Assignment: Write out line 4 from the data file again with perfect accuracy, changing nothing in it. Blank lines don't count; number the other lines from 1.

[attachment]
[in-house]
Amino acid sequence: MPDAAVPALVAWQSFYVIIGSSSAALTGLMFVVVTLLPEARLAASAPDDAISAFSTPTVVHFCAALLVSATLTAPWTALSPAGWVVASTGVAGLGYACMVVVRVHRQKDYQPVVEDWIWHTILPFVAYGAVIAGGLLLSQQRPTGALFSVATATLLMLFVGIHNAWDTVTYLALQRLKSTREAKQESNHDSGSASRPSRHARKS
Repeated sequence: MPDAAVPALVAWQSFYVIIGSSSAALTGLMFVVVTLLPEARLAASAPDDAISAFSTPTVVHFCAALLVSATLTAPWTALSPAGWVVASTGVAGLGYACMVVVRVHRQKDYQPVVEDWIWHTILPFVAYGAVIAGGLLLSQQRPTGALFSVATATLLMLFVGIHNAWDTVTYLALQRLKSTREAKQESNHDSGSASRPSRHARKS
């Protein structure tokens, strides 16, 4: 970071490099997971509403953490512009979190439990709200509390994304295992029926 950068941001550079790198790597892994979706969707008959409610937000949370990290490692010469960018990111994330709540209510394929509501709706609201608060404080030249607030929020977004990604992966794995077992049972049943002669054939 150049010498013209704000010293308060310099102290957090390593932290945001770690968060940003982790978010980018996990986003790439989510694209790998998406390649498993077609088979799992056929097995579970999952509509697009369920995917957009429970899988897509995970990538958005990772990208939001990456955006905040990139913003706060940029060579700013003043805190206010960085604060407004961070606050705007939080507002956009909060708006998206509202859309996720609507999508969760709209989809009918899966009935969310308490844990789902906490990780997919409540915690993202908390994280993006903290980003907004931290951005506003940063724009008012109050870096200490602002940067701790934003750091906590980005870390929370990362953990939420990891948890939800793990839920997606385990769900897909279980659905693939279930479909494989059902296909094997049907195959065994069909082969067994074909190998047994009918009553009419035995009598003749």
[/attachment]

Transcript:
């Protein structure tokens, strides 16, 4: 970071490099997971509403953490512009979190439990709200509390994304295992029926 950068941001550079790198790597892994979706969707008959409610937000949370990290490692010469960018990111994330709540209510394929509501709706609201608060404080030249607030929020977004990604992966794995077992049972049943002669054939 150049010498013209704000010293308060310099102290957090390593932290945001770690968060940003982790978010980018996990986003790439989510694209790998998406390649498993077609088979799992056929097995579970999952509509697009369920995917957009429970899988897509995970990538958005990772990208939001990456955006905040990139913003706060940029060579700013003043805190206010960085604060407004961070606050705007939080507002956009909060708006998206509202859309996720609507999508969760709209989809009918899966009935969310308490844990789902906490990780997919409540915690993202908390994280993006903290980003907004931290951005506003940063724009008012109050870096200490602002940067701790934003750091906590980005870390929370990362953990939420990891948890939800793990839920997606385990769900897909279980659905693939279930479909494989059902296909094997049907195959065994069909082969067994074909190998047994009918009553009419035995009598003749």